Original British WWII .303 Vickers K Machine Gun Drum Magazine

Item Description

Original Item: Only One Available. This is a rare World War Two issue, circular, one hundred round drum magazine with web handle, for use with the Gas Operated .303 inch Vickers 'K' machine gun. It is offered in excellent condition. A near identical example can be found at the Australian War Memorial website at this link.

The Vickers K machine gun, known as the Vickers Gas Operated (Vickers G.O.) in British service, was a rapid-firing machine gun developed and manufactured for use in aircraft by Vickers-Armstrongs. The high rate of fire was needed for the small period of time when the gunner would be able to fire at an attacking aircraft. The weapon was also adopted for land use during World War II.

The Vickers K was fitted to light and medium bombers in RAF service such as the Fairey Battle and Handley Page Hampden. It was also used in gun turrets, such as the dorsal turret in the Bristol Blenheim, the nose turret in the Armstrong Whitworth Whitley and the rear of the cockpit in the Fairey Battle. It was the standard Royal Navy Fleet Air Arm "Telegraphist Air Gunner" machine gun, on British built carrier (Torpedo Strike Reconnaissance) aircraft - the Fairey Swordfish, the Fairey Albacore and the Fairey Barracuda.

As supplies of air-cooled .303 in (7.7 mm) Browning machine guns increased the Vickers G.O. was phased out of use with the RAF. These machine guns were then reallocated from RAF stocks to units of the British and Commonwealth armies. The gun continued in service with the Fleet Air Arm and its last recorded use by the navy was by 812 Squadron RNAS Barracudas in anti piracy patrols off Hong Kong in October 1945.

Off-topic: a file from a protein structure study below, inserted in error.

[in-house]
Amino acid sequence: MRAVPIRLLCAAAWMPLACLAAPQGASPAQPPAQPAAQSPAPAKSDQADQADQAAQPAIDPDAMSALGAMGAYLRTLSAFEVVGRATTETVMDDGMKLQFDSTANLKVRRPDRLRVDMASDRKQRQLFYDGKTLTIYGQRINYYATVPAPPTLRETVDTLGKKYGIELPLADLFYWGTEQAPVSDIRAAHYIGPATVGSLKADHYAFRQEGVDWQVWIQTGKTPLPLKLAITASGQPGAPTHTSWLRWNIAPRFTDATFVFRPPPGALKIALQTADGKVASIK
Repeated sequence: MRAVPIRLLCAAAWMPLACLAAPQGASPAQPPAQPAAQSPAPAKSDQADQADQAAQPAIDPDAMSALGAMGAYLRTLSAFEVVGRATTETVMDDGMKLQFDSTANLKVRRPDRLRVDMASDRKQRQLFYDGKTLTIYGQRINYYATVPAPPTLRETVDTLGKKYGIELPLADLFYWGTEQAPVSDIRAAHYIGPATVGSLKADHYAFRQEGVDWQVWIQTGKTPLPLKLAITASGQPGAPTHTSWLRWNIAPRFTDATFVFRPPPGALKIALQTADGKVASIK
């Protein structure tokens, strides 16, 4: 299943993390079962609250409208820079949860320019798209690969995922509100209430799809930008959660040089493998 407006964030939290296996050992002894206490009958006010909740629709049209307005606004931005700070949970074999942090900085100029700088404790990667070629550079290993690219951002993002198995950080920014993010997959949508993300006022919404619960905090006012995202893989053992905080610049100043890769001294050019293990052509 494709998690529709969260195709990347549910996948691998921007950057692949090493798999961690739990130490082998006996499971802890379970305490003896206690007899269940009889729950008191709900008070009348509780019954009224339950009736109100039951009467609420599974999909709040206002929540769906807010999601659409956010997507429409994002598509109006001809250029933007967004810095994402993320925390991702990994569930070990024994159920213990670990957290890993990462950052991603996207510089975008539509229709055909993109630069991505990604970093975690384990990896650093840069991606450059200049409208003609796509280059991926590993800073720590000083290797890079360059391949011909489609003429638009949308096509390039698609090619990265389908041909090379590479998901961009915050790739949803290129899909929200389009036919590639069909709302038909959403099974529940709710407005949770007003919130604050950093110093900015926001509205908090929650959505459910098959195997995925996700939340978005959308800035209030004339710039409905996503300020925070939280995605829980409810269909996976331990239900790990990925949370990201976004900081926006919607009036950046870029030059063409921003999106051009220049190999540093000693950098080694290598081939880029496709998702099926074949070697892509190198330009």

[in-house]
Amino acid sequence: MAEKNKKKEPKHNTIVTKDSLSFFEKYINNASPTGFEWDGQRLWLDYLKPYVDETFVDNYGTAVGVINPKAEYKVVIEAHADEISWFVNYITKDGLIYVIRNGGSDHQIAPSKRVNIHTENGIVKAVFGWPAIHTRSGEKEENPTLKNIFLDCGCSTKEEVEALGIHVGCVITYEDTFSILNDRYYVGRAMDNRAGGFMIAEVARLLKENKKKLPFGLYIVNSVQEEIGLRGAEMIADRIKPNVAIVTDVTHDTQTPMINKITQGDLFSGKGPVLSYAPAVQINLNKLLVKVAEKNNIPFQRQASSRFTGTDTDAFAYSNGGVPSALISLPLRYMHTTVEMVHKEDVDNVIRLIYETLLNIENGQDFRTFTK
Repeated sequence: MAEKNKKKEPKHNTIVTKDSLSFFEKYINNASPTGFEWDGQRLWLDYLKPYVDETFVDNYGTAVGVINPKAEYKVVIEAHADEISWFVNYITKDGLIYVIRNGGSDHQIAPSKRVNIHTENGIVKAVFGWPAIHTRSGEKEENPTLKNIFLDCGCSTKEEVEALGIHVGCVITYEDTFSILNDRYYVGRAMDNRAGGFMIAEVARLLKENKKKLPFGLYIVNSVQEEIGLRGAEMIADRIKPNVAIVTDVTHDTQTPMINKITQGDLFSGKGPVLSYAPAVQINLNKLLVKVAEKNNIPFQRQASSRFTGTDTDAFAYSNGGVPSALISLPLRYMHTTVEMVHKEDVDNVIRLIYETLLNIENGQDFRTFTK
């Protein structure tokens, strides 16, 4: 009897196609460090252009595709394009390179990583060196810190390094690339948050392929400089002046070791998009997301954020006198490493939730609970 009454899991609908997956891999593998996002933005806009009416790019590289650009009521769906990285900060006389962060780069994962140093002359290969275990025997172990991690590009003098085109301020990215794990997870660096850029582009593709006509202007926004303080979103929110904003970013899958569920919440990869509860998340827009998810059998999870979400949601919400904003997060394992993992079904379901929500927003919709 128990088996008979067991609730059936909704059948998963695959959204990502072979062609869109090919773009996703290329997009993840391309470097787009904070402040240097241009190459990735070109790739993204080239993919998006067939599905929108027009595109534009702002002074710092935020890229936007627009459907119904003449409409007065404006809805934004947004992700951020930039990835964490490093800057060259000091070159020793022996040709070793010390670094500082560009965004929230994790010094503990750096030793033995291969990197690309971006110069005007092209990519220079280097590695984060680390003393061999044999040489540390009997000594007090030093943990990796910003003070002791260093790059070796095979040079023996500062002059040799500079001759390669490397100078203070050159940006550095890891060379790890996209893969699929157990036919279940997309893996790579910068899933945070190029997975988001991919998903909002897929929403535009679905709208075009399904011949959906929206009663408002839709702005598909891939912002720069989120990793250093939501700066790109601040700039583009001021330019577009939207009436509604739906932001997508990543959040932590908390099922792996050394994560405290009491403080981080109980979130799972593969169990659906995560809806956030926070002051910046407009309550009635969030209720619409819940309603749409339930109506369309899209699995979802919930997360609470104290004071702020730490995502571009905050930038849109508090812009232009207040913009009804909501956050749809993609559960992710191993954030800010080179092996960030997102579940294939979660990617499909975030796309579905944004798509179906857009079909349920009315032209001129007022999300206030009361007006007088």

The Long Range Desert Group was supplied with large numbers of the Vickers G.O. for use on its vehicles. They were used in single or custom built twin mountings. The Special Air Service adopted it for their hit and run tactics, mounting it in pairs on their jeeps. Over the years, it was assumed by some that the latter services took the phased-out VGO because they could obtain no other suitable machine guns but with its high rate of fire and low-friction locking design (which proved resistant to jams from sand), the LRDG and SAS found the G.O. markedly superior to either the .303 in (7.7 mm) water-cooled Vickers or the Bren gun.[1][5] In a similar manner, the Airborne Reconnaissance Squadron of the Reconnaissance Corps mounted the VGO on jeeps when they were attached to the 1st Airborne Division during Operation Market-Garden in September 1944. Royal Marine and Army Commandos used the VGO for infantry support/squad automatic weapon briefly around D-Day. In military terminology, it was known as Gun, Machine, Vickers G.O. .303-inch.

In the Coastal Forces of the Royal Navy, the Vickers K began to replace the Lewis gun on board Motor Torpedo Boats, Motor Launches and other light craft, from 1942 onwards.
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